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The Tax Implications of Divorce

A 2011 Kings County case demonstrates that serious consideration of tax implications is crucial in a divorce. The husband’s gross income was $107,953 and the wife’s was $11,660. After payment of alimony, child support and taxes, the husband took home $41,000 per year and the wife’s income was $58,253.

Be sure to review IRS Publication 504 Divorced and Separated Individuals and discuss the tax implications of a pending divorce settlement with your lawyer and accountant to resolve issues such as:

  • Filing separate or joint returns.  Even if you are no longer living together, so long as you are still married on December 31 you can file jointly for that year. This allows you benefit from the marital deduction. However, note that New York treats people who are legally separated as single. If you are concerned that your spouse might be underreporting income or claiming excessive deductions, consider married-filing-separately, even if it results in a higher tax bill.  If you are filing separately, you may file as head of household if, during the tax year, you paid more than half the cost of maintaining a home and a child lived with you for more than half the year.
  • Child support.  Child support is not tax deductible by the spouse who pays it and not taxable as income to the recipient. Child support essentially does not exist as far as your 1040 is concerned.
  • Alimony.  Absent a stipulation to the contrary, spousal maintenance and court-ordered alimony payments made by written agreement are deductible by the paying spouse and are reported as income by the recipient.
  • Claiming dependents. The custodial parent claims the children as dependents unless otherwise agreed to in writing.  If custody is shared equally, dependency of the children may be split, with parents agreeing to claiming the deduction in alternate years, or each claiming a particular child. One child cannot appear on more than one tax return in any one year.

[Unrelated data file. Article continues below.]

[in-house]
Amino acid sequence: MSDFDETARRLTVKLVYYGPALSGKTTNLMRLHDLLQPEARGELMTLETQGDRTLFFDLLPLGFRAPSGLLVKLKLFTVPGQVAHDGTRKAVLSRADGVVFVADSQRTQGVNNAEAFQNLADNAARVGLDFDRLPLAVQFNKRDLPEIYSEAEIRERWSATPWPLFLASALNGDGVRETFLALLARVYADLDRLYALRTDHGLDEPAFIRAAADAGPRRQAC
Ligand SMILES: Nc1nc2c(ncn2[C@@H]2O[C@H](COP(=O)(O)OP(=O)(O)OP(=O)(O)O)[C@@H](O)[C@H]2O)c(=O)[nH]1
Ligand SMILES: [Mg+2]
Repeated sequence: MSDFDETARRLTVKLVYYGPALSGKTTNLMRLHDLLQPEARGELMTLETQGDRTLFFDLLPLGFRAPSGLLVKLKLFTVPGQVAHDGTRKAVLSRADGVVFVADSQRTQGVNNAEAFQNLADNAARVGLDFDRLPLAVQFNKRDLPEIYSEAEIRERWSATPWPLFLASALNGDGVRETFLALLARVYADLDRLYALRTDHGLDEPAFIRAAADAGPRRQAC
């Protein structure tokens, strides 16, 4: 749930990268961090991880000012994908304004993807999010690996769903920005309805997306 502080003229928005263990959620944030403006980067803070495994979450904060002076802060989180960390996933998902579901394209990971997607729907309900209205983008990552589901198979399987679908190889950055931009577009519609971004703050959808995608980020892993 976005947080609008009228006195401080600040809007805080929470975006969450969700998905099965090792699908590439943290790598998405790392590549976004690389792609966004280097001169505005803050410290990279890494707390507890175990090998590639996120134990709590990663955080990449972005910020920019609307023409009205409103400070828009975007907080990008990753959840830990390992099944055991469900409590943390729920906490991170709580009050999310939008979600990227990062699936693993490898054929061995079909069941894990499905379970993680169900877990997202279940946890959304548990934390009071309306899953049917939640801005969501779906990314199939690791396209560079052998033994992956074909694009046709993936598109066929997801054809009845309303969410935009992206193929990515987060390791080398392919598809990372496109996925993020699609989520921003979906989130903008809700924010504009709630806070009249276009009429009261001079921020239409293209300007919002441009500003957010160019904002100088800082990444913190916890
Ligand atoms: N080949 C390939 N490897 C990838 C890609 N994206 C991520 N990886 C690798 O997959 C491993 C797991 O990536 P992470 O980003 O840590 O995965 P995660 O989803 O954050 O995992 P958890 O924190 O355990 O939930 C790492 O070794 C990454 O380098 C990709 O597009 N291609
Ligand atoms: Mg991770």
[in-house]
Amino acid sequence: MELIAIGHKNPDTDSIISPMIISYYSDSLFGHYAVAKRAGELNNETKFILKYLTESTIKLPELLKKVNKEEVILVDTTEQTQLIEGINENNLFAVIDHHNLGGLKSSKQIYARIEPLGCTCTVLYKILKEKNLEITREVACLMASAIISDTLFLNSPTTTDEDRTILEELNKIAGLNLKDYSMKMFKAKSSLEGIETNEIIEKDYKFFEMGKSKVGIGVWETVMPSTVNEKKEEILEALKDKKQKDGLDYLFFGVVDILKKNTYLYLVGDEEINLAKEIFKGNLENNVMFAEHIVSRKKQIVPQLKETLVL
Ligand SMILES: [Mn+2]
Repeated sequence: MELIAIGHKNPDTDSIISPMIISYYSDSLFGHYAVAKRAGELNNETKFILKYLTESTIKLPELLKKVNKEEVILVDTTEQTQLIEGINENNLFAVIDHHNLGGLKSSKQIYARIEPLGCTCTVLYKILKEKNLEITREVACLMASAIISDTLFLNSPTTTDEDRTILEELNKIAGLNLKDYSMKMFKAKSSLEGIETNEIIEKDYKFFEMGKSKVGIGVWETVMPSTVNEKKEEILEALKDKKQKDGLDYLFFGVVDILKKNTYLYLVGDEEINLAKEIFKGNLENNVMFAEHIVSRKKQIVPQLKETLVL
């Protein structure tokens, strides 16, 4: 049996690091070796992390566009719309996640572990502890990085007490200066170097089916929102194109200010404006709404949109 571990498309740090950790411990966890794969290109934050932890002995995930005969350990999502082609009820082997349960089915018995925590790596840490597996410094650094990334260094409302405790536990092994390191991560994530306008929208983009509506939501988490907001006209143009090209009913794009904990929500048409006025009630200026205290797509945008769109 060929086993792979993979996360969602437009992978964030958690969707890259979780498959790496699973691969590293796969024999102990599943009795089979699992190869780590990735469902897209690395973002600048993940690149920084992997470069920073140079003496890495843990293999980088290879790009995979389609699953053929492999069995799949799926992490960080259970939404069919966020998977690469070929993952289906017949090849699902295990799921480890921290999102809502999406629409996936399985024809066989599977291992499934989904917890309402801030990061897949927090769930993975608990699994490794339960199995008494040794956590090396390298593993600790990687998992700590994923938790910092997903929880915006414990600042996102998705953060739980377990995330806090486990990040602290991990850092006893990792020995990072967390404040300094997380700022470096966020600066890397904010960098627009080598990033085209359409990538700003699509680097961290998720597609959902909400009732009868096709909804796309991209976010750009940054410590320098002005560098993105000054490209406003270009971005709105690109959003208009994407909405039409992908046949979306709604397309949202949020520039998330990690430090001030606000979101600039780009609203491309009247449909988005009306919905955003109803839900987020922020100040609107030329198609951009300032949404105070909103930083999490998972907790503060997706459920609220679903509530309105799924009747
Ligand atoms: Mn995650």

• Transfer of assets from one spouse to the other. There is no tax when property is transferred from one spouse to another in accordance with a divorce or separation agreement. However, the receiving spouse keeps the original cost basis and pays capital gains tax when the property is sold. This may reduce the value of the transfer. However, New York has a $250,000 capital gain exclusion on primary residences that usually softens this blow. If you are transferring retirement plan benefits to your spouse under a qualified domestic relations order (QDRO), there are no tax implications even if the transfer constitutes a premature distribution.
  • Preventing fraud. Some people try to defraud their spouses by overstating income on their tax returns and then after the divorce is completed, amending their returns to get the money back. To prevent your spouse from committing fraud, include a clause in your settlement agreement that states that if a tax return is amended, you will get your share of any refund.

The tax implications of your divorce agreement can have a profound effect on your future finances. I have assisted many clients in maximizing their tax benefits and avoiding complications.  Call my office for assistance.

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Randy S. Margulis
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As a Buffalo divorce lawyer for 25 years, I have devoted myself to solving the problems that affect families throughout the Buffalo metropolitan area and Western New York. As a family law attorney, I make it my goal to create a partnership of trust with my clients. People put their trust in me to handle cases that can potentially have a long-lasting impact on not only their lives, but the lives of their family as well.

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